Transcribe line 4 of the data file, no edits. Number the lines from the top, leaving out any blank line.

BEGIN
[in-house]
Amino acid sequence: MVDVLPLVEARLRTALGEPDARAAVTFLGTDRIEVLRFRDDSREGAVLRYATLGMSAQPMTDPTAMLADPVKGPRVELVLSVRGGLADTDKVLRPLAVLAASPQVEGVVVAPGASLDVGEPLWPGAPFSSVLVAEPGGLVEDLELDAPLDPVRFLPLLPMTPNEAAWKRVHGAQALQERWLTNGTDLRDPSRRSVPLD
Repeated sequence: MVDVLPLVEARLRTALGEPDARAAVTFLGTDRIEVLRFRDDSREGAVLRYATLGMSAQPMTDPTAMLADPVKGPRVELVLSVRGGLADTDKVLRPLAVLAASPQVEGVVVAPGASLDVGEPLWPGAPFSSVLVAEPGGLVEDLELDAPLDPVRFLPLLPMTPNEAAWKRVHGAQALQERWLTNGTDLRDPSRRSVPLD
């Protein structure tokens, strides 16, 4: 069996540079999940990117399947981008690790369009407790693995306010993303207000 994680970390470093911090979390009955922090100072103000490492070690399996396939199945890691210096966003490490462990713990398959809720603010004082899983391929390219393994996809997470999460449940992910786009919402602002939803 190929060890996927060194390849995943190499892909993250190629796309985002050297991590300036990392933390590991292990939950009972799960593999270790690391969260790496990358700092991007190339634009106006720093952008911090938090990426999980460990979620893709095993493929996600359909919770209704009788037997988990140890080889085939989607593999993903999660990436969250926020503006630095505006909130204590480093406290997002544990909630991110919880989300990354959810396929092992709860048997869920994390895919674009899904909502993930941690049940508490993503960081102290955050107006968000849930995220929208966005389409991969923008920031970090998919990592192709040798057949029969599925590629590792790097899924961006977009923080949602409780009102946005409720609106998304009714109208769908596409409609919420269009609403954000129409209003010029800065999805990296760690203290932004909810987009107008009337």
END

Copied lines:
């Protein structure tokens, strides 16, 4: 069996540079999940990117399947981008690790369009407790693995306010993303207000 994680970390470093911090979390009955922090100072103000490492070690399996396939199945890691210096966003490490462990713990398959809720603010004082899983391929390219393994996809997470999460449940992910786009919402602002939803 190929060890996927060194390849995943190499892909993250190629796309985002050297991590300036990392933390590991292990939950009972799960593999270790690391969260790496990358700092991007190339634009106006720093952008911090938090990426999980460990979620893709095993493929996600359909919770209704009788037997988990140890080889085939989607593999993903999660990436969250926020503006630095505006909130204590480093406290997002544990909630991110919880989300990354959810396929092992709860048997869920994390895919674009899904909502993930941690049940508490993503960081102290955050107006968000849930995220929208966005389409991969923008920031970090998919990592192709040798057949029969599925590629590792790097899924961006977009923080949602409780009102946005409720609106998304009714109208769908596409409609919420269009609403954000129409209003010029800065999805990296760690203290932004909810987009107008009337």